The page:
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Jekyll and Hyde, Chickenshed – Review

Pros: Immersive and beautiful staging

Cons: Slightly difficult to follow

Pros: Immersive and beautiful staging Cons: Slightly difficult to follow This musical adaptation sees Robert Louis Stevenson’s classic tale transplanted from its original Edinburgh setting to a smoggy, dark and dingy Victorian London. That setting is stunningly brought to life through the staging, which immerses the audience from the moment they approach the theatre door with faded notices adorning soot-covered red brick walls. The classic nineteenth-century urban street setting - worthy of Oliver or Les Mis – gives the cast a huge stage to work with, which is just as well as there are quite a few of them! Chickenshed Theatre’s entire ethos is…

Summary

Rating

Good

A loud and vibrant production with some great voices that’s fun but doesn’t go too deep

User Rating: 3.58 ( 2 votes)
This musical adaptation sees Robert Louis Stevenson’s classic tale transplanted from its original Edinburgh setting to a smoggy, dark and dingy Victorian London. That setting is stunningly brought to life through the staging, which immerses the audience from the moment they approach the theatre door with faded notices adorning soot-covered red brick walls. The classic nineteenth-century urban street setting – worthy of Oliver or Les Mis – gives the cast a huge stage to work with, which is just as well as there are quite a few of them!

Chickenshed Theatre’s entire ethos is built around inclusivity and diversity and the large cast does mean it’s loud, in your face and intense. From street urchins yelling the news to more thoughtful musings on the nature of evil and even of humanity, it always feels like a big production. Credit should go to choreographer Michael Bossisse among others, for this.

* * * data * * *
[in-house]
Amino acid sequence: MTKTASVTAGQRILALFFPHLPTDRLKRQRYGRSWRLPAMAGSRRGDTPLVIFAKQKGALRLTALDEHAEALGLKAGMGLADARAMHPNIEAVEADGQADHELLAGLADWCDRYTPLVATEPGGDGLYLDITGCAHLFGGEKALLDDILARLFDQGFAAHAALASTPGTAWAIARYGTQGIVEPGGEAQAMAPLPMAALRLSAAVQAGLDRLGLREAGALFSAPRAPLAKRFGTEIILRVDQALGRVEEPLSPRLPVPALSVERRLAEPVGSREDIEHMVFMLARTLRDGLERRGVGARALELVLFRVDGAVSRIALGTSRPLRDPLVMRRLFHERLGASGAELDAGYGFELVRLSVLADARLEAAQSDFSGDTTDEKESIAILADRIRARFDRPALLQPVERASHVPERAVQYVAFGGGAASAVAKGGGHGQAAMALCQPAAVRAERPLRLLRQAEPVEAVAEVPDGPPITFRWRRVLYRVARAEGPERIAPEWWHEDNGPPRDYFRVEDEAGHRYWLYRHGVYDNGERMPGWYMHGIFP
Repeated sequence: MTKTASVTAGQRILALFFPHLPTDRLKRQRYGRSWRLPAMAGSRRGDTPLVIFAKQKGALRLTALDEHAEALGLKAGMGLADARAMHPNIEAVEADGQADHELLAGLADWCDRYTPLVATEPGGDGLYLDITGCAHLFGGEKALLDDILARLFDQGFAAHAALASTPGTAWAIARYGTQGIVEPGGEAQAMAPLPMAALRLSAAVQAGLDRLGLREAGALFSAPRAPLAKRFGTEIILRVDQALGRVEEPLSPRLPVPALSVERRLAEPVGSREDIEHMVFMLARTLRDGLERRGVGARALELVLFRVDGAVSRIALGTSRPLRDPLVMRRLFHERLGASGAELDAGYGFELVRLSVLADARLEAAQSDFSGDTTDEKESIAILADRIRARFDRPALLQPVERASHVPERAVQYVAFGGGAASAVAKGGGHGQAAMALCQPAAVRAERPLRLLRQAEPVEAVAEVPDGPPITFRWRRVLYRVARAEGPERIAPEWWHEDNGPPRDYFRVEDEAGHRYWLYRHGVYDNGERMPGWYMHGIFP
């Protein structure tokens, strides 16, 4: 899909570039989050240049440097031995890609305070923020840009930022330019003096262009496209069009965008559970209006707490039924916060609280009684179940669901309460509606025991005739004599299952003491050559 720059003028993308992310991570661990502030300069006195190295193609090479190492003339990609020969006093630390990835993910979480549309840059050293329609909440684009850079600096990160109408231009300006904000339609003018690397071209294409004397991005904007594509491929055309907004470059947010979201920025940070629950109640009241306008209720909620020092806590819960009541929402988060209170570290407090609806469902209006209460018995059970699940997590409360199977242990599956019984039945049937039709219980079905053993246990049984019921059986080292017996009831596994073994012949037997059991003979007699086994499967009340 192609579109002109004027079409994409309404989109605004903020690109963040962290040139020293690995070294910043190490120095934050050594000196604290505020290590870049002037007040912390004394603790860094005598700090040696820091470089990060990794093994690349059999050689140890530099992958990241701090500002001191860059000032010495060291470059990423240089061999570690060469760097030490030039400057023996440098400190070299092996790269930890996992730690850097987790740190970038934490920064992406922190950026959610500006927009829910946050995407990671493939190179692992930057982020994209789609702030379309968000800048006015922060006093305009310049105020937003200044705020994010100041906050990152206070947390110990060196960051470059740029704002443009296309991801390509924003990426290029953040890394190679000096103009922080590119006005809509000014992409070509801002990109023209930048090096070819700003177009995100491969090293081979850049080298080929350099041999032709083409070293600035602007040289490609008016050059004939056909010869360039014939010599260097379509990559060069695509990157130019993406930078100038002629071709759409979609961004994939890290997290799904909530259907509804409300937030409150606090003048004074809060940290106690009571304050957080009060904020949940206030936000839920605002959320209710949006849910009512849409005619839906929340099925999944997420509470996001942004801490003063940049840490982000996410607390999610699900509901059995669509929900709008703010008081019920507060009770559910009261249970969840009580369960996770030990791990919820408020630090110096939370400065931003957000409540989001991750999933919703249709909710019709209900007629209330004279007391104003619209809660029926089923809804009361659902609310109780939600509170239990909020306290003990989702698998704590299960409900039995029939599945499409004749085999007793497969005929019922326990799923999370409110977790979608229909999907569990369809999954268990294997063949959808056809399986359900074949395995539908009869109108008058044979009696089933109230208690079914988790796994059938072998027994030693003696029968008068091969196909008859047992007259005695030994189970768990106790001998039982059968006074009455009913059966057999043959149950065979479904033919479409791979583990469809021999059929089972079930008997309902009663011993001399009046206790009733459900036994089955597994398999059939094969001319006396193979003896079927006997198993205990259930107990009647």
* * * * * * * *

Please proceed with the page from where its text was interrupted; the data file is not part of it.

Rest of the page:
For the most part the signing (and even rapping!) is strong, although there are occasions when, especially on high notes, it falls slightly outside the range. There were also a couple of technical issues with crackly mics but the cast dealt with them admirably. The musical itself is completely through-sung, and has been re-ordered chronologically, which means that it is occasionally hard to follow events (although a handy synopsis is provided!) With the exception of a couple of scenes, the musical focuses on Dr. Jekyll/ Mr. Hyde’s interactions with others, rather than his internal struggle. The scenes when it does so are absolutely the standouts – one in which the chorus provide a soundscape, as Jekyll decides whether or not to give into Hyde, before doing exactly that, is stunning.

Nathaniel Leigertwood plays Jekyll and Hyde, switching between the roles by unfurling his mane of long, curly hair, which hangs down over his face. He is excellent and while the other performances are strong enough, Leigertwood certainly steals the show.

So the show is a big, brash, dark and moody horror fest. What’s the catch? Well, there isn’t a huge amount of room to really explore the characters in what is an admittedly short show (two thirty-five minute halves). This is a show driven by plot and dominated by big flashy numbers, rather than an in-depth exploration of the themes of the original book. If that’s your thing, then great! If you want to see protracted internal dilemmas exploring the human condition, played out over three hours, then maybe not so much.

Original Author: R. L. Stevenson
Director: Jonny Morton
Musical Director: Dave Carey, Hanna Bohlin
Choreographer: Michael Bossisse
Lyricist:
Paul Morrall
Producer: Zeeta Jacobs
Box Office: 020 8292 9222
Booking Link: https://www.chickenshed.org.uk/Event/jekyll-hyde
Booking Until: 20 October 2018

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